GSK's Slaoui sees 'major' vaccine market disruption for Merck as shingles candidate progresses

SAN FRANCISCO--Look out, Merck & Co.: GlaxoSmithKline ($GSK) expects its shingles candidate, Shingrix, to be a "major market disrupter" when it wins approval.

GSK's Moncef Slaoui

That's the word from company vaccine head Moncef Slaoui, who spoke with FiercePharmaMarketing during the J.P. Morgan Healthcare Conference. When people realize that shingles is a threat that's built inside you and stays with you for all your life, "it's kind of freaky," he said. "And if you know that there is a vaccine that's 97% effective, you will want that. I don't want a 50% effective vaccine."

So far, Shingrix has impressed in the clinic, posting 97.2% overall efficacy compared with placebo in a Phase III trial. But its success in older adults is what may help it steal share from Merck's ($MRK) Zostavax, analysts have said; in those over 70 years of age, Shingrix has demonstrated 90% efficacy, where the efficacy of Merck's jab declines in older people.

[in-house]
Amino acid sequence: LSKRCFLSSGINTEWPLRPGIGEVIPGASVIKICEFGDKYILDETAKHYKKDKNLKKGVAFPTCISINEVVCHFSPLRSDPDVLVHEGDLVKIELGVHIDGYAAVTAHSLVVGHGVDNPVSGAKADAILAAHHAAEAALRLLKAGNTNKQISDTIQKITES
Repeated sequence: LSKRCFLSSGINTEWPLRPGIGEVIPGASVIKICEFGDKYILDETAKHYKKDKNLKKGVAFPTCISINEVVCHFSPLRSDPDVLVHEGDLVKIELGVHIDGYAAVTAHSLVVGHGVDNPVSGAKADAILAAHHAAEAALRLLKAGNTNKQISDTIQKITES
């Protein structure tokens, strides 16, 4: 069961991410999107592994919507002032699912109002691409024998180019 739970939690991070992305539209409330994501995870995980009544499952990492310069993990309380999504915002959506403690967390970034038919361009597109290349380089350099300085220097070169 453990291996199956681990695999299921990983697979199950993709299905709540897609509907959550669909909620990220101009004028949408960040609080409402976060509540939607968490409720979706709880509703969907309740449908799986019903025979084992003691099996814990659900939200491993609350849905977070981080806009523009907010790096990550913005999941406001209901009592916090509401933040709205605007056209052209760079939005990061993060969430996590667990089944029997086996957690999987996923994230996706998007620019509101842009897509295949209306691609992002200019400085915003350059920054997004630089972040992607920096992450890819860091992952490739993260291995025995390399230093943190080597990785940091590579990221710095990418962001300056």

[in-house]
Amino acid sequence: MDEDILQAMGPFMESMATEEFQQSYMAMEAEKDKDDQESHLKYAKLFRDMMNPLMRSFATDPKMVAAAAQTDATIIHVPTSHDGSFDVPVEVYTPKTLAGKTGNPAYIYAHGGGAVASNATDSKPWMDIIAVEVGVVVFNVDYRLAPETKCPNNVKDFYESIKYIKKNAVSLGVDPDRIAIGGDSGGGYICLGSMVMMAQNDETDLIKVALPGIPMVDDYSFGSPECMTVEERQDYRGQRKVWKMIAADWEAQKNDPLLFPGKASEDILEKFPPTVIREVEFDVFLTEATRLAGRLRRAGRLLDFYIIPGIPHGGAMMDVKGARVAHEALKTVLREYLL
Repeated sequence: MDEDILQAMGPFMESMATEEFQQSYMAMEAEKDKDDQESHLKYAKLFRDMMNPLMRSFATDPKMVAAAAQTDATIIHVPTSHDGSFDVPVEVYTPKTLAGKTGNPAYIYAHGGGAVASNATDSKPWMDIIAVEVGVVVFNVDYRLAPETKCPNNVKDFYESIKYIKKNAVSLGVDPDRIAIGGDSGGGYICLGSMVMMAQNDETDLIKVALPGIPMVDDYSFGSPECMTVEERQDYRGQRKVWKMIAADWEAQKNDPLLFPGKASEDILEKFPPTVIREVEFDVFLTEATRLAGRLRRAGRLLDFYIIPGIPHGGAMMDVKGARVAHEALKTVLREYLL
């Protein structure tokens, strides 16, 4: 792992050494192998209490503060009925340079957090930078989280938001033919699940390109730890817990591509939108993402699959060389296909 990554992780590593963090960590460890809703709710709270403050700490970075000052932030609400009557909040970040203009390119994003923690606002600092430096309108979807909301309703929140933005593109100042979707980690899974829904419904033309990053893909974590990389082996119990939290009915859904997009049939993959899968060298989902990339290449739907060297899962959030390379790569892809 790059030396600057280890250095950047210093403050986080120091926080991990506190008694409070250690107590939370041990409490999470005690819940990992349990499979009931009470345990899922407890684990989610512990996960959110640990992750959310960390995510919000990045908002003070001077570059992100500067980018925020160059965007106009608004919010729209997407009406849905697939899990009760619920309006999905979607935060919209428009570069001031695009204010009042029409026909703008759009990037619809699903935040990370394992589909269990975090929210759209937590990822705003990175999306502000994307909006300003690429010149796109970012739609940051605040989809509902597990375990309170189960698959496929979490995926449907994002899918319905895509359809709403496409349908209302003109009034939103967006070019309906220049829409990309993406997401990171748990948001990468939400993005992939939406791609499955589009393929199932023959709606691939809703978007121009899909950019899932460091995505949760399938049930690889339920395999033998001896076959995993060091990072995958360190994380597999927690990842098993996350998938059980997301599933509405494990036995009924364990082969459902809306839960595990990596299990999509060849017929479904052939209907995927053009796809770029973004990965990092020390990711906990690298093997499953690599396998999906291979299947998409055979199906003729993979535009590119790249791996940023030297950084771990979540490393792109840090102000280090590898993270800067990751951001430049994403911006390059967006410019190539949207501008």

The way Slaoui sees it, Shringrix's solid numbers in elderly adults--which GSK defines as those over age 50--will drive market share gains, but "also uptake of the vaccine, which today is quite limited in the older population."

And that's just the beginning. Shingrix owes its success in that population to its vaccine adjuvant, which is "able to rejuvenate, in a way, the immune response to the vaccine antigen." GSK hopes that by using the same formulation with other shots, "Shingrix can be the spearheading vaccine to a new generation of elderly vaccines where efficacy is in the 90s rather than in the 50s and 60s," he said.

Meanwhile, Glaxo is currently gearing up to submit regulatory filings for Shingrix in North America, Japan and the EU, expected for the second half of this year.

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